“This is my last will and testament. It should replace all previous writings.” So reads the document radio/TV host Larry King executed two months after filing for divorce from his seventh wife, bequeathing his $2 million estate equally to his children. This handwritten will was dated October 2019. Between that date and King’s own passing on January 23 of this year, two of king’s children died.
Larry King was executing what is called a holographic will, one written in the testator’s own handwriting and not signed by any witnesses. The state of Indiana does not recognize holographic wills. While certain other states do allow for handwritten wills, many probate courts are hesitant to recognize their validity, since they are difficult to verify.
The Indiana Code outlines the following specifications for legal wills:
1. Any person of sound mind over age 18 (or younger and a member of the armed forces) can make a will.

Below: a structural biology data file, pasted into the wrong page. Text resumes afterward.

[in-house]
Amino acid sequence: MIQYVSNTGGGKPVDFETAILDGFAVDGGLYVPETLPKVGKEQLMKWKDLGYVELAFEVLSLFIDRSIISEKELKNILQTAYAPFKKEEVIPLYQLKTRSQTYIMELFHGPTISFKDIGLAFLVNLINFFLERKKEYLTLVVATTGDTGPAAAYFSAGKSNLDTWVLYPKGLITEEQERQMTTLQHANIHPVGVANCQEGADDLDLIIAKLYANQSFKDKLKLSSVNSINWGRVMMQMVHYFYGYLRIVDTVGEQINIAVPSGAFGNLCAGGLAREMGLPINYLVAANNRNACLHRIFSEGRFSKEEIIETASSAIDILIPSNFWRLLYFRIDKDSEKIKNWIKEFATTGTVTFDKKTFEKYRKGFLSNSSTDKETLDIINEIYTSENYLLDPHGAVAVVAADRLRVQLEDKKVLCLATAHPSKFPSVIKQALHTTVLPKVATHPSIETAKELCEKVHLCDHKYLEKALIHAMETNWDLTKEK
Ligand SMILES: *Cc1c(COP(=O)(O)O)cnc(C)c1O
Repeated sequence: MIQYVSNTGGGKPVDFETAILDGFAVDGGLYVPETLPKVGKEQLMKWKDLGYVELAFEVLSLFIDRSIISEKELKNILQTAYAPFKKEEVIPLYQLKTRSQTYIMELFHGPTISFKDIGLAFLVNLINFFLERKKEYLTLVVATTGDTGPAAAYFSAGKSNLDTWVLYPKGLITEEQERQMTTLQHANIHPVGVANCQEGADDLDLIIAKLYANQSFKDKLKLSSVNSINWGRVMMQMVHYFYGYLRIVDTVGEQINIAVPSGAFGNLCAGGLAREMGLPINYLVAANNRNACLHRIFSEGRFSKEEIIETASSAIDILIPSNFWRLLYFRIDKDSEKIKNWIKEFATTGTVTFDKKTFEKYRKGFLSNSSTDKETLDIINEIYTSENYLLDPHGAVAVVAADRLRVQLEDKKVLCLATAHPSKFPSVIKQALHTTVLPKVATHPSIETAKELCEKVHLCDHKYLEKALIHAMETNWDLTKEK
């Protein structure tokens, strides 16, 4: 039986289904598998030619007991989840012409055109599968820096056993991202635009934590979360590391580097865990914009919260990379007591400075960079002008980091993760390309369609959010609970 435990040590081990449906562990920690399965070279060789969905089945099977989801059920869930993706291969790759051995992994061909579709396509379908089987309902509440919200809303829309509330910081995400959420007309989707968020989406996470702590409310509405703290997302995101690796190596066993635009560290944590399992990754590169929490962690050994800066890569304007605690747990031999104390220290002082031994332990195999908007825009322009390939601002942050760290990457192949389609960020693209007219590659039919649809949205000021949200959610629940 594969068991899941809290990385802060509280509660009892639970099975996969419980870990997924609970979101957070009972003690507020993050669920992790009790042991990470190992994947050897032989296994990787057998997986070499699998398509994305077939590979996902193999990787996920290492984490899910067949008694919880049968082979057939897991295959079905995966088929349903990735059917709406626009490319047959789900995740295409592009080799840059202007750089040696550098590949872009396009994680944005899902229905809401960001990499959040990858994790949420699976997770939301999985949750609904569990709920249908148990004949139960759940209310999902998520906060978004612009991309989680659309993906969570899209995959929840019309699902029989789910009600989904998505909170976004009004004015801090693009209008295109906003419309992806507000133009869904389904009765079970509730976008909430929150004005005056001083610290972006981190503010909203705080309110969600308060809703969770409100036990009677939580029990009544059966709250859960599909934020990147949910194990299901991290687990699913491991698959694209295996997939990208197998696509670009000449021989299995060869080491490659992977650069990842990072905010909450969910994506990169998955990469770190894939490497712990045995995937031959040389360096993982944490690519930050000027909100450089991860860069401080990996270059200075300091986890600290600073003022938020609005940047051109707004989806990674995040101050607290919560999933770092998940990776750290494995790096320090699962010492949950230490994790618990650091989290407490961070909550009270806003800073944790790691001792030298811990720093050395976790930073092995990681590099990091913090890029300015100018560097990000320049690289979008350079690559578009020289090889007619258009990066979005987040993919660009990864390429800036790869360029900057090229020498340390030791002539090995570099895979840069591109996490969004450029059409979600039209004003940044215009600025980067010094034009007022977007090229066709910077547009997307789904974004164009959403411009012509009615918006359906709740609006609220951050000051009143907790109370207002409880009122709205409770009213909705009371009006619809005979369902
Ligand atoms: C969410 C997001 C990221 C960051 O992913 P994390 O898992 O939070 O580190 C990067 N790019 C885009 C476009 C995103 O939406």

2. The will must be signed and acknowledged in the presence of two or more witnesses who sign in the presence of the testator (the person making the will) and of each other.
Even were holographic wills legal in the state of Indiana, at Geyer Law, we would recommend that wills be witnessed to help avoid any possible after-death challenges by heirs. Although handwritten wills were, in fact, legal in Larry King’s state of residence, with property valued at more than $2 million and a divorce settlement not yet complete, it would have been (we might suggest) the better part of wisdom to execute a printed, witnessed document.
The most important part of the Larry King story, we believe, is that, between the day King created
that holographic will and the date of his own death, several crucially important changes had taken
place in his situation. Divorce estate planning is an essential part of getting divorced, and King obviously
realized the need to change the plan so that his children would inherit as opposed to his soon-to-be
ex-wife. However, there is no record of the will being changed after the death of two of his children.
When you – or any your heirs-to-be experience a significant life event, we recommend adjusting your estate plan in recognition of those changed circumstances. Even without any significant changes, your plan should be re-evaluated every three to five years to make sure it is consistent with your goals and concerns.
– by Rebecca W. Geyer